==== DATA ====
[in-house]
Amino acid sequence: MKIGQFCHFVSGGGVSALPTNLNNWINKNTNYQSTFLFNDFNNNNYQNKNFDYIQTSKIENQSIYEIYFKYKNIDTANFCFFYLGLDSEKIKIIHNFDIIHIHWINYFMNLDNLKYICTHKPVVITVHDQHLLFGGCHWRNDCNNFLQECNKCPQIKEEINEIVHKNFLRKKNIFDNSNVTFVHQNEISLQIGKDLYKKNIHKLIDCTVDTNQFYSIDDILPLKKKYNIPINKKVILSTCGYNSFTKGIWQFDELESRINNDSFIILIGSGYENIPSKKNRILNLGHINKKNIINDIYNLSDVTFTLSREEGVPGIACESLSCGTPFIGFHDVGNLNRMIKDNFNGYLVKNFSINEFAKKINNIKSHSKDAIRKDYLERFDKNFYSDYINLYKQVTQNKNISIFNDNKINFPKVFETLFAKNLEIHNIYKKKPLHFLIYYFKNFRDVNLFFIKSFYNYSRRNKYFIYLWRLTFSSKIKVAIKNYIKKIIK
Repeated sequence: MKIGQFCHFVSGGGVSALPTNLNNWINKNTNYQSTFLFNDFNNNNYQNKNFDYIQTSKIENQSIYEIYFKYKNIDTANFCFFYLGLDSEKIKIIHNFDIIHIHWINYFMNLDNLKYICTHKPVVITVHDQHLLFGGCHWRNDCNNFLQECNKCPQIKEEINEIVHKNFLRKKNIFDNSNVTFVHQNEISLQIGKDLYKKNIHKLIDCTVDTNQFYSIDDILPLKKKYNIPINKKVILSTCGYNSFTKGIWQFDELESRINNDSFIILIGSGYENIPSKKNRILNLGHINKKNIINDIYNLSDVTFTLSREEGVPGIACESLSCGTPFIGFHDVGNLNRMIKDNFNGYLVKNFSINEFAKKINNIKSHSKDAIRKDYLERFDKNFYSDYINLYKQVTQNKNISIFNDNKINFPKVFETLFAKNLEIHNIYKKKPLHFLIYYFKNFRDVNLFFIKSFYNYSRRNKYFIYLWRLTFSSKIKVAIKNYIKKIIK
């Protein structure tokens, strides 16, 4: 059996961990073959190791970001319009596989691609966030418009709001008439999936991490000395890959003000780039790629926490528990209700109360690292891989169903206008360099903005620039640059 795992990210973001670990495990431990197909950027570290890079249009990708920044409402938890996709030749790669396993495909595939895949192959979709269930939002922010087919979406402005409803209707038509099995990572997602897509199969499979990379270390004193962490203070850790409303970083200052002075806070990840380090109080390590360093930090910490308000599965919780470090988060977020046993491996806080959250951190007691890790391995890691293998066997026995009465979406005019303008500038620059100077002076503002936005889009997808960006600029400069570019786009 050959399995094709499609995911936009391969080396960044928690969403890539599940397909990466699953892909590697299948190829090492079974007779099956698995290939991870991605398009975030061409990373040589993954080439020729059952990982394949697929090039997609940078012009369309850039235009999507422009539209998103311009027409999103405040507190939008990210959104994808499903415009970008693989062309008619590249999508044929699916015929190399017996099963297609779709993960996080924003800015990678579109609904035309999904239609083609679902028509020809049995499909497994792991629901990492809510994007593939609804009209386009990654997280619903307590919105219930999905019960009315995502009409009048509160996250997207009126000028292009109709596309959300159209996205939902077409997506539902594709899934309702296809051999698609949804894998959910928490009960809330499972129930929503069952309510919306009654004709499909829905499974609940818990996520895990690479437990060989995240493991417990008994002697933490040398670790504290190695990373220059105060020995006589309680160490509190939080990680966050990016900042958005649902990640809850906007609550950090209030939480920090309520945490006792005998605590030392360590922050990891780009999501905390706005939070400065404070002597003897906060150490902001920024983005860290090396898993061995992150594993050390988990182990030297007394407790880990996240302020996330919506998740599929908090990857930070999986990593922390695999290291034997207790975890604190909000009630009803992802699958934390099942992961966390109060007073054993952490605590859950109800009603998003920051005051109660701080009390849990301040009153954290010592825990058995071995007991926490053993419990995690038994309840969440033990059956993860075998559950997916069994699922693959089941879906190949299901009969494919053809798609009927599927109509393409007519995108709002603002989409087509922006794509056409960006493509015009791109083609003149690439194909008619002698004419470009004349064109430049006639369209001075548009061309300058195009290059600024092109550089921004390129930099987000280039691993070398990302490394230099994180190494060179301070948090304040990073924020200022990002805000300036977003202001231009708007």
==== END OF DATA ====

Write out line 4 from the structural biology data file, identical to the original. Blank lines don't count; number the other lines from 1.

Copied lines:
């Protein structure tokens, strides 16, 4: 059996961990073959190791970001319009596989691609966030418009709001008439999936991490000395890959003000780039790629926490528990209700109360690292891989169903206008360099903005620039640059 795992990210973001670990495990431990197909950027570290890079249009990708920044409402938890996709030749790669396993495909595939895949192959979709269930939002922010087919979406402005409803209707038509099995990572997602897509199969499979990379270390004193962490203070850790409303970083200052002075806070990840380090109080390590360093930090910490308000599965919780470090988060977020046993491996806080959250951190007691890790391995890691293998066997026995009465979406005019303008500038620059100077002076503002936005889009997808960006600029400069570019786009 050959399995094709499609995911936009391969080396960044928690969403890539599940397909990466699953892909590697299948190829090492079974007779099956698995290939991870991605398009975030061409990373040589993954080439020729059952990982394949697929090039997609940078012009369309850039235009999507422009539209998103311009027409999103405040507190939008990210959104994808499903415009970008693989062309008619590249999508044929699916015929190399017996099963297609779709993960996080924003800015990678579109609904035309999904239609083609679902028509020809049995499909497994792991629901990492809510994007593939609804009209386009990654997280619903307590919105219930999905019960009315995502009409009048509160996250997207009126000028292009109709596309959300159209996205939902077409997506539902594709899934309702296809051999698609949804894998959910928490009960809330499972129930929503069952309510919306009654004709499909829905499974609940818990996520895990690479437990060989995240493991417990008994002697933490040398670790504290190695990373220059105060020995006589309680160490509190939080990680966050990016900042958005649902990640809850906007609550950090209030939480920090309520945490006792005998605590030392360590922050990891780009999501905390706005939070400065404070002597003897906060150490902001920024983005860290090396898993061995992150594993050390988990182990030297007394407790880990996240302020996330919506998740599929908090990857930070999986990593922390695999290291034997207790975890604190909000009630009803992802699958934390099942992961966390109060007073054993952490605590859950109800009603998003920051005051109660701080009390849990301040009153954290010592825990058995071995007991926490053993419990995690038994309840969440033990059956993860075998559950997916069994699922693959089941879906190949299901009969494919053809798609009927599927109509393409007519995108709002603002989409087509922006794509056409960006493509015009791109083609003149690439194909008619002698004419470009004349064109430049006639369209001075548009061309300058195009290059600024092109550089921004390129930099987000280039691993070398990302490394230099994180190494060179301070948090304040990073924020200022990002805000300036977003202001231009708007």